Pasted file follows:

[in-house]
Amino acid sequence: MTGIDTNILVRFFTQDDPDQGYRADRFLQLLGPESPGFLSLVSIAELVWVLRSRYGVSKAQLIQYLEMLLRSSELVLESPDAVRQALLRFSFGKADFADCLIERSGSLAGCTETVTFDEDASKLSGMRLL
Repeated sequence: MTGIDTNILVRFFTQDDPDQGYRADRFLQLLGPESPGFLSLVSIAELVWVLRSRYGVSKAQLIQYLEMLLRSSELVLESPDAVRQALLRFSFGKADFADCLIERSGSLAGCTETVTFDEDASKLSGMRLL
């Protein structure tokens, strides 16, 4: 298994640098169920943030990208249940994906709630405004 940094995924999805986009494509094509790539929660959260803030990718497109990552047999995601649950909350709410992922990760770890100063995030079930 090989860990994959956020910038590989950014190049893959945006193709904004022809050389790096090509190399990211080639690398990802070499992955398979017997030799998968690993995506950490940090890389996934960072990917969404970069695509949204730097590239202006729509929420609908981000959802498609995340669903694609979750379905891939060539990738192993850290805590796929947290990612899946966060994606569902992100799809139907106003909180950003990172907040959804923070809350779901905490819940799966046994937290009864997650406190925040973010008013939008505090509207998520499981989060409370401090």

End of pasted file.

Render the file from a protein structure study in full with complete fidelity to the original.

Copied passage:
[in-house]
Amino acid sequence: MTGIDTNILVRFFTQDDPDQGYRADRFLQLLGPESPGFLSLVSIAELVWVLRSRYGVSKAQLIQYLEMLLRSSELVLESPDAVRQALLRFSFGKADFADCLIERSGSLAGCTETVTFDEDASKLSGMRLL
Repeated sequence: MTGIDTNILVRFFTQDDPDQGYRADRFLQLLGPESPGFLSLVSIAELVWVLRSRYGVSKAQLIQYLEMLLRSSELVLESPDAVRQALLRFSFGKADFADCLIERSGSLAGCTETVTFDEDASKLSGMRLL
């Protein structure tokens, strides 16, 4: 298994640098169920943030990208249940994906709630405004 940094995924999805986009494509094509790539929660959260803030990718497109990552047999995601649950909350709410992922990760770890100063995030079930 090989860990994959956020910038590989950014190049893959945006193709904004022809050389790096090509190399990211080639690398990802070499992955398979017997030799998968690993995506950490940090890389996934960072990917969404970069695509949204730097590239202006729509929420609908981000959802498609995340669903694609979750379905891939060539990738192993850290805590796929947290990612899946966060994606569902992100799809139907106003909180950003990172907040959804923070809350779901905490819940799966046994937290009864997650406190925040973010008013939008505090509207998520499981989060409370401090």